I sort of came the reverse of your route.  I spent a year or two leaning Yang style Tai Chi in a practice that was also a yoga studio.  Plenty of attribute development and some acknowledgement of martial function but nothing close to martial practice at all, not even push hands.  Teacher moved and I tried with the successor but it wasn't the same, so I left and did hand forms on my own.  TIme passes, I'm taking my kids to my current karate school and asked one of the instructors if they were aware of any martial-based Tai Chi instructors.  There was one and based on his website he was making the right noises about martial practice but the schedule just couldn't work.  So I started karate at the same school as my kids and I've been thrilled with the choice which leads me (finally!) to my point: I think the instructor and the relationship you develop with the school matters loads more than the practice you are being taught.  I don't think it is easy to find that place (I credit dumb luck on my part). To me it's nearly impossible to select an ideal "art" to study--they all have some degree of gaps in their practice--but you can probably know within a month if you've found a place and group you really want to train with.  The problem is it requires you and some time with them to really know.

As far as internal/external go, that also very much depends on the teacher.  I know of aikido systems that are very focused on internal practice but have near zero practical application--and no pressure testing of what they do.  I know of karate schools (like the one I'm in) that teach an external art but as you develop it, you can start to look at how to develop internal power and so your external practice becomes internal too.  As they say, many paths but the same mountain.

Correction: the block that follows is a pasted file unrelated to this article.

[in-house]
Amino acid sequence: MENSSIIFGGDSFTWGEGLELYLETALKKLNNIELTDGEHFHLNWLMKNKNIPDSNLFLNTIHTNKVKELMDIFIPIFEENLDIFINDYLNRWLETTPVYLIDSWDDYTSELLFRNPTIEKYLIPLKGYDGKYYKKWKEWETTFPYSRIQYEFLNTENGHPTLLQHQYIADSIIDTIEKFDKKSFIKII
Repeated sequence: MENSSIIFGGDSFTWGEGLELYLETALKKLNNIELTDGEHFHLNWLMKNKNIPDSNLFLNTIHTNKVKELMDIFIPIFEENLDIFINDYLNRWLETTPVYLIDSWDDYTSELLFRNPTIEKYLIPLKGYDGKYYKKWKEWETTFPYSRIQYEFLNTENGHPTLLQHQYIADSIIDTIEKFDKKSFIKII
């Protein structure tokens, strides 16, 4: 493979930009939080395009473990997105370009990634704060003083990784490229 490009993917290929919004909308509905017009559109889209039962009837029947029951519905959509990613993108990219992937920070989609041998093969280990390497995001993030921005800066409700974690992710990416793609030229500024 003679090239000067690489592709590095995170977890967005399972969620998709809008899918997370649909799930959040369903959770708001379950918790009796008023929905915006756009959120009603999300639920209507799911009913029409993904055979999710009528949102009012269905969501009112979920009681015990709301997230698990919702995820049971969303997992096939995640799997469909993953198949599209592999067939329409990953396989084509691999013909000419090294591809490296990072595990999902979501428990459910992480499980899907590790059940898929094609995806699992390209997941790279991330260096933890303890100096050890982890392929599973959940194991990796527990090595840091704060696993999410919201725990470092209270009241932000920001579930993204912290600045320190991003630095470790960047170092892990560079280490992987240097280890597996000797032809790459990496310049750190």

Jeb Chiles
Jeb Chiles's picture

[quote=yinshangyi]

Hi fellow martial arts practitioners,

Is there any of you who have/had practiced or cross-trained in Chinese Martial Arts? 

We practice Wudang Sang Fang sect  Kung fu, Xing Yi, Taiji, Qi gong Bagua, and Northern Eagle claw and Southern Eagle claw from another Lineage.  My instructor Ken Baker learned from Zhong Xuechao (Master Bing), a 15th generation Wudang Sanfang sect Kungfu Master and Tseng, Yun Xiang a 14th generation  Wudang Sanfang sect Master (we also got many of our Northern Eagle claw, Shaolin Mantis and Snake forms from these Wudang monks that were sent from the monistary to learn other styles)

What is your views on Kung Fu (Wing Chun, Praying Mantis, White Crane, Shaolin Quan, etc...) I had trained in Karate (wado-ryu) for nearly 10 years before, I've been training by myself ever since.